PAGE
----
Sergio Ferrer

February 27, 2018

Sergio Ferrer

Where is my father?

My father is in a box of ashes in Asheville. My father is at Shea. I am at Shea too. It’s 1979. There’s hardly anyone in the stands. The planes headed to and from Laguardia roar over the field every few minutes, causing my father to press his fingers in his ears. “Let’s go, Mets!” I shout every once in a while. My brother does too. My father grimaces down at the New York Times. My father buys us hot dogs and soda. He buys me a miniature plastic bullpen cart, the kind shaped like a baseball with little bats in front propping up a roof shaped like a Mets cap. I love it. I vow to hold onto it forever. But where is it? Where is Shea Stadium, for that matter? Where is Sergio Ferrer?

Sergio Ferrer spent the entire 1979 season with the New York Mets, the first time in his nine years in professional baseball that he didn’t spend some or all of the season in the minor leagues. And yet he only appeared in 32 games, and most of those appearances were so brief that they didn’t include a trip to the plate. He faced a pitcher only 9 times all year. I never noticed him, or if I do I don’t remember, so it’s like he was never there.

My father is in my bones and muscles and organs and blood and in the bones and muscles and organs and blood of my two sons. My father is in my gentleness with my sons and in my brooding desire to be left alone by my sons and in my periodic explosions of frustration with my sons and in my desire above all for happiness in my sons.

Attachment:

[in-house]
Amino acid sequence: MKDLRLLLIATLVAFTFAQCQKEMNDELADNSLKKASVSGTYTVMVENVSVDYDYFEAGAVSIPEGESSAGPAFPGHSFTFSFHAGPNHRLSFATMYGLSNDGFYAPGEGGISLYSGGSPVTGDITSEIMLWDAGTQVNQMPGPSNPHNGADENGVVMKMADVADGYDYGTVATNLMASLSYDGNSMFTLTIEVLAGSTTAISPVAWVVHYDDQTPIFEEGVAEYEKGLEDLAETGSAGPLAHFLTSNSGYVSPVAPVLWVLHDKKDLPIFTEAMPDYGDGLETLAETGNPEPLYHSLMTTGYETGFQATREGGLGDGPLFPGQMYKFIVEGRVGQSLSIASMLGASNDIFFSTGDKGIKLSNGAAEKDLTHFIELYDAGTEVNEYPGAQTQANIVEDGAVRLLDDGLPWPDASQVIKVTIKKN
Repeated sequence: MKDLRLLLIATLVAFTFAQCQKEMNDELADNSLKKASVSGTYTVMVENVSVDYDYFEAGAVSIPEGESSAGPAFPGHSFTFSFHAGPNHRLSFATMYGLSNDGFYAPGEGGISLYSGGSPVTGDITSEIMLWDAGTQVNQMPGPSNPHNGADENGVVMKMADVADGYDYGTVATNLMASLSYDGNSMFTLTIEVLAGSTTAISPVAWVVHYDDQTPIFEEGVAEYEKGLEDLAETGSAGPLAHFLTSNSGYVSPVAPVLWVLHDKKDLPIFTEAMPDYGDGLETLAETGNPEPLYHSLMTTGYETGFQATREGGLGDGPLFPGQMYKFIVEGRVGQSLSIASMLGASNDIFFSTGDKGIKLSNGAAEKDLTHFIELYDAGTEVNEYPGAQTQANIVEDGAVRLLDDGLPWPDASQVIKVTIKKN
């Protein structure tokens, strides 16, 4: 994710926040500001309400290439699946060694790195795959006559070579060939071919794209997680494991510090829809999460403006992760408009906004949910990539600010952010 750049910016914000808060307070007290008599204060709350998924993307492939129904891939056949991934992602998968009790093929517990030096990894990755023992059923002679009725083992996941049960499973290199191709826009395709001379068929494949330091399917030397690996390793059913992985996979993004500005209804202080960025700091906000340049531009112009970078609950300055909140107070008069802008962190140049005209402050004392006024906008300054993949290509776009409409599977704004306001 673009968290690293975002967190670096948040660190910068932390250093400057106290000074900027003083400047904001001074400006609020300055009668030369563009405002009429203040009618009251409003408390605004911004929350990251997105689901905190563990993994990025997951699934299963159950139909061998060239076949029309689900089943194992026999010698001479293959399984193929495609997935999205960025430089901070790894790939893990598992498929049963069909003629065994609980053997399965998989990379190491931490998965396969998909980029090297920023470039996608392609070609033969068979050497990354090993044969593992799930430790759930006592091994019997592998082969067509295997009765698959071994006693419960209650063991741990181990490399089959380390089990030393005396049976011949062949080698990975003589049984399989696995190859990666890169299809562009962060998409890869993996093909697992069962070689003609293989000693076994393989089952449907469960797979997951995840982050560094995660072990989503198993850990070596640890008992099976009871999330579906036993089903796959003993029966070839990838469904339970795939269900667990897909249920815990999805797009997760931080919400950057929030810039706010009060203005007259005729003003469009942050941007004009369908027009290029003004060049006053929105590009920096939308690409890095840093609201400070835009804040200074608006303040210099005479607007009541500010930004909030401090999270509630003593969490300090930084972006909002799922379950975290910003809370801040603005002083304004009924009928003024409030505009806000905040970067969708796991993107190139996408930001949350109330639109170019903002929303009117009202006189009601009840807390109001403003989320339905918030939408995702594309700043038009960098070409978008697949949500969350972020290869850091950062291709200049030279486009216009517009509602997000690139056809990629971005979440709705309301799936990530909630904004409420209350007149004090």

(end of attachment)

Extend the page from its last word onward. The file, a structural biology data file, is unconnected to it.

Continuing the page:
In 1979 Sergio Ferrer had 0 hits. All year long: nothing, and when it was over his major league career was over too. He got into some games that year as a defensive replacement, others as a pinch runner. In others he warmed up the pitcher if the catcher was busy switching into his gear. He sat. He perhaps occasionally held a bat, remembering what it felt like to connect. He waited.

My father is in the tiny scribbles of his handwriting on small white pieces of note paper in virtually every one of his books in his bookcase, his writing so tiny that it’s virtually unreadable, except you can always read enough to know that he was grappling deeply with what he was reading, all his life long wrestling like Jacob with the biggest ideas, the unknowable and unknown, wrestling for understanding, illumination, blessings. My father is in the tiny scribbles on pages in two folders now in my possession, one of the folders titled “My Jottings” and the other titled “My Musings.” Last year he ushered me into his room and showed me where he kept these folder. He knew it was getting near the end of the line, and he wanted me to know about his musings and jottings. The musings are handwritten and thus difficult to decipher, but the jottings were transferred at some point to a computer file that he then printed out on a dot matrix printer that makes all the lines faint and every third line seem italic, randomly emphasized. These jottings are his diary, starting in 1970 and running to 2011. It’s a slim folder. The entries themselves are usually short, and months and even sometimes years go by without an entry. The heaviest period is in 1979. The flurry of entries start with this one: